Tuesday, October 15, 2013

Iron and Wine

It had been a while since I had been to the Chicago Theatre; the last time was to see Tori Amos with the Bard. That had been a show during the catastrophic tonsillitis of 2009 which had finally ended with my tonsils on the cutting-room floor. Tori was as Tori always is, a dynamic and amazing presence on stage, who brings with her playing the sort of raw sexuality that makes me feel as I watch her that I am not watching someone play piano and sing, but that I am rather watching someone have full-on dirty, filthy sex with a piano that culminates in an orgasm for everyone in the building. It’s filthy, it’s hot, and it leaves you damp and wanting more. Yes, well, it is Tori Amos. That was the Abnormally Attracted to Sin tour. I bought and wore a pin that read “Goth Slut” for at least four years before it finally ended up lost in the ether somewhere. So many variety of things lost in the ether somewhere; such was my life.

The theater was still beautiful and unwieldy, with all sorts of different kinds of intricate carvings. We went through a quick security check. I checked my bag and bought a vodkait being that kind of eveningbefore going off to find our seats. We were seated in the first row on the upper balcony, which afforded a great view of the stage as well as allowing some room to stretch our legs.

Much to my amusements there were hipsters on every side of us. The theater was crowded but not necessarily packed, and I was excited to see both Widowspeak (the opening act) and Iron and Wine. I was also amused by just how many people kept going in and out to get booze, as I couldn't recall seeing that much swilling of the drink on previous shows there, but then, once I’ve camped out my seat, I rarely leave to get another drink. Drinking is what you do before the show starts, not during.

Widowspeak came on quietly and filled the theater with ethereal magical voices. Her soft lead vocal was a nice compliment to the drums and guitars and she had the floaty onstage presence of Mazzy Star. The sound was lovely, but this was when it became clear that something was not quite right in the land of sound planning. The sounds from the stage seemed just a bit off that I found myself straining to hear, even though it should have been quite easy to make a connection in this theater. The Chicago Theatre has great sound, and a good sound engineer should have had no problem with that.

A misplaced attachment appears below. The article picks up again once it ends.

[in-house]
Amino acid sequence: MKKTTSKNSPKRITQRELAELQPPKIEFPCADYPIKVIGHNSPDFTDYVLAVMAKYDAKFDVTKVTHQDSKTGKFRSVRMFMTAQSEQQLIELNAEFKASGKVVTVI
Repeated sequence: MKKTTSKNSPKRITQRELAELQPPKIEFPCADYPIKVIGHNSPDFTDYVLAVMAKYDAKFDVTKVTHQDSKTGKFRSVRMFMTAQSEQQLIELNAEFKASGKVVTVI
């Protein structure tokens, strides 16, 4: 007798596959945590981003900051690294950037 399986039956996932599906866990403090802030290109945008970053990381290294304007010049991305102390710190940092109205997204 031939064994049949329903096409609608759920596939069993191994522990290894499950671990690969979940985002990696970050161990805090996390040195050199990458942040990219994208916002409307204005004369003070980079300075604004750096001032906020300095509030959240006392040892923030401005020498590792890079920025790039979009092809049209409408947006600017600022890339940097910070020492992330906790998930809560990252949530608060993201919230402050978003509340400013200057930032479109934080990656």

Even with the sound trouble I enjoyed the set, and was only further excited for the next. Since it was between sets I figured this would be a good time to go to the bathroom, and hey, while I was out there, why not some vodka? where I was promptly carded, even though I had not been downstairs. Fortunately I was with the Electrician, who bought the drinks, but the bartender was quite adamant that I not touch the drinks. This lead to confusion all around for me alone.

Iron and Wine was up next. We got back to the hall in time to meet with a few Shimer students that were hanging out there talking to the Bard. The show was coming up rather quickly, so people were quickly back in their seats and hanging out to enjoy the Iron and Wine.

Iron and Wine, the former guitar-only act, was paired up with three backup singers, brass section, string section, and a pretty decent drummer. All together he was outfitted to bring the party to the yard, and that is really what he did. While his band was in top form, and he was lovely, his sound engineer clearly had no idea what he was doing. The sound was not managed as well as it could have been. Fortunately for us, though, Iron and Wine did the equivalent of a musical striptease, starting off with the full band and then slowly as he worked through the evening, peeling it off, slowly but surely, until he stood alone, a man naked with only his guitar, his voice, and his lovely sense of humor.

He engaged the audience, asked them for songs, joked with us, and laughed. When someone shouted out "Freebird!" as seems almost inevitably when you expose yourself musically on stage to the taunts and snide comments from the crowd, he actually started into the well-known refrain. And while he didn’t finish it, not a person in the house would have been upset if he had continued all the way to “Free as a bird now.”

We clapped our hands and swayed, and I let myself drown in the sound of it, luxuriating in musical release until we were finally dismissed to a large encore, and sent back out into the street of the bright fall Chicago night with music in our heads. The drive up LSD was glittering and had that magical city-night quality that comes at the end of a good day.

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